The U.S. Department of Agriculture is expected to raise its forecasts for domestic and global soybean stockpiles in a closely watched report on Friday, reflecting increased global production.
Analysts surveyed by The Wall Street Journal expect the agency to forecast U.S. soybean stocks climbing to 498 million bushels at the end of the 2017-18 crop season, compared with its May estimate of 480 million. That is up from estimated ending stocks in 2016-17 of 432 million bushels, analysts say.
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The USDA is also expected to boost global oilseed stockpiles in 2017-18 to 89.5 million metric tons, up from its May forecast of 88.8 million, according to the survey. Ending stocks this season are also expected to rise.
The extra supply comes as farmers in North and South America remain on track to produce bumper soybean crops this year.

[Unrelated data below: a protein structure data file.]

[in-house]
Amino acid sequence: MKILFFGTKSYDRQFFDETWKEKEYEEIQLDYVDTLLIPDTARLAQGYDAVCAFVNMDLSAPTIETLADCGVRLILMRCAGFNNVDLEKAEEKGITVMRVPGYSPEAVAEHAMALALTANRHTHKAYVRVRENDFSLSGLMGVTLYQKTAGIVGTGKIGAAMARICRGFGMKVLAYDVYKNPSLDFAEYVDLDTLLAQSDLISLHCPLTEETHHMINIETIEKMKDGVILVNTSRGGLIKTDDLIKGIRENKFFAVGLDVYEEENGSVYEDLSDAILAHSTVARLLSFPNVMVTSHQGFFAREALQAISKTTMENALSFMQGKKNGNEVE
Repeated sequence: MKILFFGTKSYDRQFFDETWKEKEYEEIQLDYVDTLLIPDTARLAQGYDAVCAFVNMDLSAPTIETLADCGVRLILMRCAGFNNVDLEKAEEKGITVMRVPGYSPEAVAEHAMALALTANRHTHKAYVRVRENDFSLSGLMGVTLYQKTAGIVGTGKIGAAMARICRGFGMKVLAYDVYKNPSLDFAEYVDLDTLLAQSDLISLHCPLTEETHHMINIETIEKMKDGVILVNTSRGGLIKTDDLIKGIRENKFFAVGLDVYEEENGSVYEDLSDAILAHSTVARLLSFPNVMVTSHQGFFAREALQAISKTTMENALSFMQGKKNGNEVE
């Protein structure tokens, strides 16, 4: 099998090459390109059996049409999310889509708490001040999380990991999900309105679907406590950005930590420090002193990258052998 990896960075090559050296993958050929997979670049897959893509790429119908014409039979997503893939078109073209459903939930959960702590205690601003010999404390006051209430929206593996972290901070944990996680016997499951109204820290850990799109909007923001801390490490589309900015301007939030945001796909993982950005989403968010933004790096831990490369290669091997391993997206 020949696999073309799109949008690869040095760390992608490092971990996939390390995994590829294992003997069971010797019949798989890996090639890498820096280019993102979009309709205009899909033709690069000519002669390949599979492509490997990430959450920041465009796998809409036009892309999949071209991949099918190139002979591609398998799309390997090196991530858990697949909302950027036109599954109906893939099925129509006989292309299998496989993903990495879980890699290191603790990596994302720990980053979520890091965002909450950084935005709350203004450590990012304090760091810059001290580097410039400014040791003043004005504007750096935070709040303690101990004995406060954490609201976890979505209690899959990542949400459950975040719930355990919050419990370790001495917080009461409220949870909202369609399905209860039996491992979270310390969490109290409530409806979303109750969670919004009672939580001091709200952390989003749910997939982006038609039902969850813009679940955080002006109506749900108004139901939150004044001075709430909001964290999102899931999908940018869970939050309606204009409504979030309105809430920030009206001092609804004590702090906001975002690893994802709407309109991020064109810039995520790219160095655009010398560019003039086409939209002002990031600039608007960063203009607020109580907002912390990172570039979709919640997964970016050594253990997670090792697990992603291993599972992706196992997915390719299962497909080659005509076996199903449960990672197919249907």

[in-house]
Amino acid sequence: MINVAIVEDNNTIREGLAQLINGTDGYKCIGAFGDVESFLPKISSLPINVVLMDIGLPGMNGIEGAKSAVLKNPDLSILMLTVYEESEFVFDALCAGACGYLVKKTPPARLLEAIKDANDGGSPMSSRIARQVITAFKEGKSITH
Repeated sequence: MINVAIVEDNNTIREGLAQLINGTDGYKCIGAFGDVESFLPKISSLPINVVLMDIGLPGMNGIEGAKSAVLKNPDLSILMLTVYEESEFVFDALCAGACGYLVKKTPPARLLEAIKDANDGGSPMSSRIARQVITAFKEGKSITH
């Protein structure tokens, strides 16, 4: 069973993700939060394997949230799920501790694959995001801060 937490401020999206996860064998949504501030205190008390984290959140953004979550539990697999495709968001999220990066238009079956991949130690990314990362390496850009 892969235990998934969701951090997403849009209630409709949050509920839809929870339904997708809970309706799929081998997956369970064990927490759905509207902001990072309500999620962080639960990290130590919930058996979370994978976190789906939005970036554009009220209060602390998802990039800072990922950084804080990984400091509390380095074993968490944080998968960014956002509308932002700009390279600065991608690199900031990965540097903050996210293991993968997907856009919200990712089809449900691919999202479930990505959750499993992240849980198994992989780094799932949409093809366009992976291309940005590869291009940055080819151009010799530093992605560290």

The prospect of more oilseed supply has pressured soybean prices, with futures at the Chicago Board of Trade down around 14% in the past five months as traders bet supply will outgrow demand.
Analysts expect the USDA to forecast easing corn stockpiles. Domestic corn supplies at the end of next season are expected to reach 2.075 billion bushels, down from an estimated 2.284 billion this crop year. Analysts expect the USDA to lower global corn stocks to 195.4 million metric tons in 2017-18 from 224 million this year.
U.S. farmers are expected to reduce corn acreage this year, opting for less cash-intensive soybeans instead. Weather troubles have dogged corn planting this season, with excess rain delays followed by dryness concerns.
Analysts see the USDA lowering domestic wheat stocks while increasing global supplies.
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(END) Dow Jones Newswires
June 07, 2017 20:30 ET (00:30 GMT)